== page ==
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Caputo questioned by Mueller's team on Russian election meddling

Caputo questioned by Mueller's team on Russian election meddling

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Michael-Caputo-35

Michael Caputo (Ron Sachs/CNP)

Michael R. Caputo underwent an intense three hours of questioning from investigators from the office of special counsel Robert Mueller in Washington, D.C., Wednesday, and the East Aurora political consultant emerged sounding shaken.

"They have every bit of information you could possibly have on the Trump campaign," said Caputo, who worked for the Trump effort in late 2015 and early 2016, in a telephone interview with The Buffalo News. "They had a lot of questions I had no answers to. At times it was kind of frightening."

Prosecutors made clear that Caputo is considered just a witness and not a suspect in the investigation into Russian meddling in the 2016 presidential campaign, but he said the session remained intense nevertheless.

Caputo said he could not go into details of what the three-person team from Mueller's office asked him. But, he could not recall the prosecutors asking him any questions directly about Donald Trump, the Republican elected president in 2016.

The prosecutors did, however, ask questions about all the key figures in the Trump campaign.

"They asked me about all my friends," said Caputo, 56, who has worked with former Trump campaign manager Paul Manafort, informal Trump adviser Roger Stone, Trump personal attorney Michael Cohen and others in the president's circle. "It's a frightening thing."

The investigation has already resulted in fraud charges against Manafort in connection with his business dealings in Ukraine. And Mueller's office handed off an investigation into Cohen's business interests to federal prosecutors in Manhattan who recently searched his homes and electronic devices.

Mueller – who did not attend his staff's session with Caputo – is investigating whether anyone involved with the Trump campaign colluded with Russia's attempt to intervene in the campaign, to Trump's benefit.

To that end, Caputo confirmed that the special counsel's team quizzed him about the roles of Wikileaks and a hacker named Guccifer 2.0 in the leaking of hacked emails from the Democratic National Committee.

But that doesn't mean that anyone associated with Trump was involved in any of that.

"I do not believe there was any collusion," Caputo said Wednesday, as he has for many months.

He has long dismissed the Russia investigation as a "witch hunt," and when asked if he still felt that way after speaking with the prosecutors, Caputo said: "I believe that some of the areas in which they're taking the investigation indicate that it's a witch hunt."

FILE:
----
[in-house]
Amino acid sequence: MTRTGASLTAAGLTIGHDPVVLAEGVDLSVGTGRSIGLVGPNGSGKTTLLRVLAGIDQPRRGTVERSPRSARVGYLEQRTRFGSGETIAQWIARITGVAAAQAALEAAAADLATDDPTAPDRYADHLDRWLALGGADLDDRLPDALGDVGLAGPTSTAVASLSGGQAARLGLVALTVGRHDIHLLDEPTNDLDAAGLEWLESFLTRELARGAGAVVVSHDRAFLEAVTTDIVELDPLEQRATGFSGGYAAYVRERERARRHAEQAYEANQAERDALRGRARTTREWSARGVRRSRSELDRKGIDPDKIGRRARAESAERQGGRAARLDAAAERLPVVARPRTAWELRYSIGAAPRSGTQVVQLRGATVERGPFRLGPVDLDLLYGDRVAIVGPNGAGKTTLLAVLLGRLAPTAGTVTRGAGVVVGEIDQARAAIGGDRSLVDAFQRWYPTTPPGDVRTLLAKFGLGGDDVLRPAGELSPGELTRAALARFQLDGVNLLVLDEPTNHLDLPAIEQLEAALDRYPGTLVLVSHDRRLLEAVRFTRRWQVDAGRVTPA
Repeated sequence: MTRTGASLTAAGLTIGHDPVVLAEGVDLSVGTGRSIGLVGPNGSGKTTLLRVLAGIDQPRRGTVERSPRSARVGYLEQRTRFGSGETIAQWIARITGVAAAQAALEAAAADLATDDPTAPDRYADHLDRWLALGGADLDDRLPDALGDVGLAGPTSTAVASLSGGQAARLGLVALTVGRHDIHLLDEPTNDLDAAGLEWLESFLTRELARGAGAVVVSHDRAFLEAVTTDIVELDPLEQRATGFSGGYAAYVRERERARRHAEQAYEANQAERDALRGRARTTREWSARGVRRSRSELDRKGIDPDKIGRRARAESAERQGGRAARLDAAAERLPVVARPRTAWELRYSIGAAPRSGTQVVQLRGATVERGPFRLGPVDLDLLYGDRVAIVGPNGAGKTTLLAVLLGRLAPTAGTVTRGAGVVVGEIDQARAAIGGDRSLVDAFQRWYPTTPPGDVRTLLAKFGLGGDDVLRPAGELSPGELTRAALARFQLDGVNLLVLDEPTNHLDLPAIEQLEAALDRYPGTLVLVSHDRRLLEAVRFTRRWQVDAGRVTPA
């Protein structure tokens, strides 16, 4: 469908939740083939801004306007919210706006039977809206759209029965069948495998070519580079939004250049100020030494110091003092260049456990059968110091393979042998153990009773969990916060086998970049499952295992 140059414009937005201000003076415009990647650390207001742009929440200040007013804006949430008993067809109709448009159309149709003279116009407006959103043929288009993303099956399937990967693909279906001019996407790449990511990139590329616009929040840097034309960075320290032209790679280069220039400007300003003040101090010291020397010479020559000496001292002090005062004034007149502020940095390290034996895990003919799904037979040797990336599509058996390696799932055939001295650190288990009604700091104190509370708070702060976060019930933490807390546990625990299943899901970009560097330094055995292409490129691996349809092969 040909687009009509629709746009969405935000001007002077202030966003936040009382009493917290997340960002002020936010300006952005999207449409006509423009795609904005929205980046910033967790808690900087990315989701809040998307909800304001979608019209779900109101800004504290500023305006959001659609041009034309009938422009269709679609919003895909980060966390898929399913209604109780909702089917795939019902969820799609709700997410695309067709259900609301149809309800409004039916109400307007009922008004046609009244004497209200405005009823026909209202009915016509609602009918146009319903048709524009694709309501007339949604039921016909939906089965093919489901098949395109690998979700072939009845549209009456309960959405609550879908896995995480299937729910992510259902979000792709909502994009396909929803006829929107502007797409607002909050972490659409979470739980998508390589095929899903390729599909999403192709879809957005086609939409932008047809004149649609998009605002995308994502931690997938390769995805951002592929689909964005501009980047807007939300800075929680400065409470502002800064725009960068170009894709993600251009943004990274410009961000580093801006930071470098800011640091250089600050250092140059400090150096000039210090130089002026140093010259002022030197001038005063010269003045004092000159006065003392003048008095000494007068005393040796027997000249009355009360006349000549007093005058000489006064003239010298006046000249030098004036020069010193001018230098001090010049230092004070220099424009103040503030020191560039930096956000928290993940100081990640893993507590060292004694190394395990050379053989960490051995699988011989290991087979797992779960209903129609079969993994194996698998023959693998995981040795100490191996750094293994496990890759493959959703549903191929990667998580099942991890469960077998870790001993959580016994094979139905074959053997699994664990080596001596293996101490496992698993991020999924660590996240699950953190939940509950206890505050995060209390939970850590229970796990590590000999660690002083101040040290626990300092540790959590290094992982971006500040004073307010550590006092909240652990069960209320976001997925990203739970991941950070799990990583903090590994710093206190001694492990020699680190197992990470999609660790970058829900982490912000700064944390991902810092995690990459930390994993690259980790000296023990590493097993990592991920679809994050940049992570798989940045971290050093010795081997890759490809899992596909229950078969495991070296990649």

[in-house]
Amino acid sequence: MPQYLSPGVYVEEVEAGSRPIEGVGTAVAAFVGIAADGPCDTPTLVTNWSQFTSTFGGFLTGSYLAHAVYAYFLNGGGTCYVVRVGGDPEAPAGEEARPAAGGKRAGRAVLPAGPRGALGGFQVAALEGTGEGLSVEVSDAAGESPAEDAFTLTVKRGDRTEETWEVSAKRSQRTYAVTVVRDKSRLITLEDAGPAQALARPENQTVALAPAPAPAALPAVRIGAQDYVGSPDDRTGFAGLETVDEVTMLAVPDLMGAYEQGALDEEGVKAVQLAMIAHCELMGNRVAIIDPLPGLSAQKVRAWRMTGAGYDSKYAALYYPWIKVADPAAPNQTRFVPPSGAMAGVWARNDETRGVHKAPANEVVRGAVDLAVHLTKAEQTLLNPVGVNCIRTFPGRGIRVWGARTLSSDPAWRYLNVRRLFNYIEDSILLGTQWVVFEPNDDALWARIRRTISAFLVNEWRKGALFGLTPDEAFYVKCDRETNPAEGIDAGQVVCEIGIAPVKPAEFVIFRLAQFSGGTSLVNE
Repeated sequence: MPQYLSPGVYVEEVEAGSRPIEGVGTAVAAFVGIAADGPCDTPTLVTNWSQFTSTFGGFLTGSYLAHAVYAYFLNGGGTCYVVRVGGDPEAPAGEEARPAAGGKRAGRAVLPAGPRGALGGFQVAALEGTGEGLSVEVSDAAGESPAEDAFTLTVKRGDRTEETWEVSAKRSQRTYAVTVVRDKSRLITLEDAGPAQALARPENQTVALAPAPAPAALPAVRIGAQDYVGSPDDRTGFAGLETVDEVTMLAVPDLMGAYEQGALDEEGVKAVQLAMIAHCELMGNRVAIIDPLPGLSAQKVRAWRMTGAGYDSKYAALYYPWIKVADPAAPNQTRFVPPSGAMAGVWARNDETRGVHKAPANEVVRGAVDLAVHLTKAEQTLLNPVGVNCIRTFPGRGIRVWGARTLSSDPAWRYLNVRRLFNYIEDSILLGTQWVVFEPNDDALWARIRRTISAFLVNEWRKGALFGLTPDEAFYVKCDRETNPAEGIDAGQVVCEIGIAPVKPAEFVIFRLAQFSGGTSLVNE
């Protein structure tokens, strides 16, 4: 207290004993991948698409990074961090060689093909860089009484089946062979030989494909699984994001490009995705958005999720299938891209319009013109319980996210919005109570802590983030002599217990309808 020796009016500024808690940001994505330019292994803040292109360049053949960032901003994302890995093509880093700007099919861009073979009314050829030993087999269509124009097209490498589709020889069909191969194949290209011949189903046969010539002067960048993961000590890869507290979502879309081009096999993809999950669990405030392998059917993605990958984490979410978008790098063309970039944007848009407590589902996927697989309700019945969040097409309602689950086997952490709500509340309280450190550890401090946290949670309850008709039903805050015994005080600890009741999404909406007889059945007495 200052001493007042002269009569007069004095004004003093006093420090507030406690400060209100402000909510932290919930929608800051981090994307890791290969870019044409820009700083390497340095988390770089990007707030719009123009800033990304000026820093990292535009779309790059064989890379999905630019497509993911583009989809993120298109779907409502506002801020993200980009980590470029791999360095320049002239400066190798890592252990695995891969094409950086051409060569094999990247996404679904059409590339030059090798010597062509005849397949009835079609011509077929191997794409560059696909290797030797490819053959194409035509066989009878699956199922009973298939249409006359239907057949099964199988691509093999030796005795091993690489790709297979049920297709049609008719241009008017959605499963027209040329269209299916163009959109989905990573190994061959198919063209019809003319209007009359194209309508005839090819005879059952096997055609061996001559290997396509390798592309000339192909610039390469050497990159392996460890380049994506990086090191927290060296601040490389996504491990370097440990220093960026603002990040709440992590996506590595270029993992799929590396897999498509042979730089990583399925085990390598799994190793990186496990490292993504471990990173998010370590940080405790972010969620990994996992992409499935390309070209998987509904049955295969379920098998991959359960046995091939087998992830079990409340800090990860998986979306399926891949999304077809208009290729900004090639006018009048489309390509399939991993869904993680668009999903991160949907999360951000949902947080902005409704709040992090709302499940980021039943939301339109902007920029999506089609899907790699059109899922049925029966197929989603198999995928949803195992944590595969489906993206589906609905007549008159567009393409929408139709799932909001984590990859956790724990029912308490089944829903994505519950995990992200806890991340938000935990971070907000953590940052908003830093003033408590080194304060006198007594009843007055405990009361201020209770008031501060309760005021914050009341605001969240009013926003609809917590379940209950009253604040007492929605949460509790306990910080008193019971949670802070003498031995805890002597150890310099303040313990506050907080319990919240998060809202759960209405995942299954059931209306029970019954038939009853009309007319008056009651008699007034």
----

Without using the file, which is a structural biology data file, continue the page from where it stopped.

At the same time, he added: "The questions were directed, relevant and complete."

Caputo said the prosecutors did not ask him any questions about the allegation that Trump may have obstructed justice once the probe started and after he became president. They wouldn't do that, Caputo noted, because he never served with the Trump administration.

Caputo worked for the Trump campaign until June 2016, when he quit after sending out an insulting tweet about Corey Lewandowski, who had been fired as Trump's campaign manager.

Caputo has also drawn the interest of investigators because he worked in Russia as a political consultant for several years in the 1990s, and has a company that had an office there until recently. But the prosecutors made clear from the start that Caputo was a witness and not a suspect in the investigation, both he and his attorney, former state attorney general Dennis C. Vacco, said after the session.

Even as a witness, though, Caputo found the questioning much more rigorous than what he had faced Tuesday at a meeting with Senate Intelligence Committee staffers, or at a meeting last year with the House Intelligence Committee.

Caputo came away impressed with the level of research prosecutors had done.

"They remembered things I didn't remember," he said. "They remembered things I thought I did in July that I had actually done in May."

Caputo said he voluntarily went before the special prosecutor's team because he thought it was his duty to do so.

"Every question they asked was relevant," he said. "They kept me on topic. Most importantly, Dennis Vacco kept me out of trouble."

Vacco, a former federal prosecutor, said Mueller's team was businesslike, professional and extremely well-prepared.

"I tell witnesses: You have to assume when you go into something like this that they know more than we do," Vacco said. "That was proven correct today."

Vacco said the prosecutors' questions sometimes veered into "uncharted territory," but he added that Caputo handled the interview well.

It made sense for Mueller's team to question Caputo, given his connections with former Trump campaign figures, Vacco said.

"It's standard operating procedure," Vacco said. "You talk to as many people as possible."

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